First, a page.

Home > Uncategorized > The Failed Promise of Radio, Television, and the Internet: Today’s Electorate is as Ignorant as Ever

The Failed Promise of Radio, Television, and the Internet: Today’s Electorate is as Ignorant as Ever

I just finished reading Adrain Chen’s article in the September 4 edition of the New Yorker titled “The Fake News Fallacy” on the heels of reading the latest results of an Annenburg survey  given to Americans measuring their understanding of the US government, and reading the two in succession is discouraging.

One section of Mr. Chen’s article resonated with me. It read:

Early radio pioneers imagined that this unprecedented blurring of public and private space might become a sort of ethereal forum that would uplift the nation, from the urban slum dweller to the remote Montana rancher. John Dewey called radio “the most powerful instrument of social education the world has ever seen.”

Like John Dewey, I see education as an essential tool for informing the electorate and lifting those born into poverty… and like Mr. Dewey, I see the latest mode of technological instruction, the computer with access to a free and open internet, as a “powerful instrument of social education“. But what if access to information on the internet is no better than radio… or television, a “technology” supported in the 1950s by the Ford Foundation?

Alas, the Annenburg Foundation’s survey results indicate widespread access to the internet has done nothing to improve the baseline information American’s possess about their government. Indeed, it may be diminishing public understanding!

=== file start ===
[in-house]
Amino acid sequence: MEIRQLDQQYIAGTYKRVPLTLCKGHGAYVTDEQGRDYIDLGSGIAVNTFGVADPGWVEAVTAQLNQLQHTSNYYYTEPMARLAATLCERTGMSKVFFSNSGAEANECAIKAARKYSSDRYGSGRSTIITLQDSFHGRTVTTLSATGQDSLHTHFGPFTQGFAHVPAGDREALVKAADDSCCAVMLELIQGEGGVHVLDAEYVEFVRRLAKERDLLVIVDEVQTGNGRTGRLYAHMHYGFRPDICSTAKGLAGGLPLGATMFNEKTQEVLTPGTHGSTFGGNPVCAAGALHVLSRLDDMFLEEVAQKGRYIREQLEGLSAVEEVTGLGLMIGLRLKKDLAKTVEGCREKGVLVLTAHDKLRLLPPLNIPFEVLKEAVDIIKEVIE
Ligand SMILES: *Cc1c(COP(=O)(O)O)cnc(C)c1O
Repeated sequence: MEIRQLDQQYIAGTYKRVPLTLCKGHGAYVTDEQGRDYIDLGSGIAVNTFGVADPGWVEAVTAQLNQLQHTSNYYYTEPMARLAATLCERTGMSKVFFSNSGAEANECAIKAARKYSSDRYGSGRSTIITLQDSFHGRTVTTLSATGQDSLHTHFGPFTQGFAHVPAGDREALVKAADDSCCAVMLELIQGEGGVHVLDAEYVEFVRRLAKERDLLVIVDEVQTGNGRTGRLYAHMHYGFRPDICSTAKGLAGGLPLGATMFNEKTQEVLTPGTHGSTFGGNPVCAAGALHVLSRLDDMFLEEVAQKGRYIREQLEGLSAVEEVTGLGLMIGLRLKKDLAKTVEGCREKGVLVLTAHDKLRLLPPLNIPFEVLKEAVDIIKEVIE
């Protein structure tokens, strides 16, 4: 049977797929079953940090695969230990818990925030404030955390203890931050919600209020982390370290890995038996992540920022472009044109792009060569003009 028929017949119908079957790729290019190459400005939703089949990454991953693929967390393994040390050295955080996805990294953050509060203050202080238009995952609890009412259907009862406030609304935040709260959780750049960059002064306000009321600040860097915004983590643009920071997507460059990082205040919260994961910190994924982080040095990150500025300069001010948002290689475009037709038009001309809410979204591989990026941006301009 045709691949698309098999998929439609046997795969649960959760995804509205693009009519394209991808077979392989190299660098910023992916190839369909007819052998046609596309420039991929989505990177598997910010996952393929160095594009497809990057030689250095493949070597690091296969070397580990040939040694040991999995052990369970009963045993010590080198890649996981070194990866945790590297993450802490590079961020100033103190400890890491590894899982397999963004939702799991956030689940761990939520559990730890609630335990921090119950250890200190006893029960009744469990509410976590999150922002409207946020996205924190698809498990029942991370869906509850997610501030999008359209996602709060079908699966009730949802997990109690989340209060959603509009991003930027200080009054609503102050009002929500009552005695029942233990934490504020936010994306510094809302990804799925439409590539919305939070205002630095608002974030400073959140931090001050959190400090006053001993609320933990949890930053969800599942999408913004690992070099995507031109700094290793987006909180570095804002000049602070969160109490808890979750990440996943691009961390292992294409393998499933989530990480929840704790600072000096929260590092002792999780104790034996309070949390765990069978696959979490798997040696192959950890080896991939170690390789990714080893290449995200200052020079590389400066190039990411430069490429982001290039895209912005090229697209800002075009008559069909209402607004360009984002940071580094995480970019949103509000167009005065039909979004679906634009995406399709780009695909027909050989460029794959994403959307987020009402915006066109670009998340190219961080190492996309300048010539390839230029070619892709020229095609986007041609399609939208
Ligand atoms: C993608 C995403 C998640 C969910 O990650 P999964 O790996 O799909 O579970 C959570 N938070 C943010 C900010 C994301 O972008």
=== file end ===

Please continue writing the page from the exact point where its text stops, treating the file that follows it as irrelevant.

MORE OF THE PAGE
• While little more than a third of respondents (36 percent) could name all three branches of the U.S. government, just as many (35 percent) could not name a single one.
  • Just over a quarter of Americans (27 percent) know it takes a two-thirds vote of the House and Senate to override a presidential veto.
  • One in five Americans (21 percent) incorrectly thinks that a 5-4 Supreme Court decision is sent back to Congress for reconsideration.
  • Asked which party has the most members in the House of Representatives, 38 percent said they knew the Republicans are the majority, but 17 percent responded the Democrats, and 44 percent reported that they did not know (up from 27 percent who said they did not know in 2011).
  • Asked which party controls the Senate, 38 percent correctly said the Democrats, 20 percent said the Republicans, and 42 percent said they did not know (also up from 27 percent who said they did not know in 2011).

So in the past six years, where internet access has increased our fundamental understanding about government has diminished!

Unsurprisingly the solution to this problem is… wait for it… a high stakes graduation test! Maybe computers can deliver the test-prep courses.

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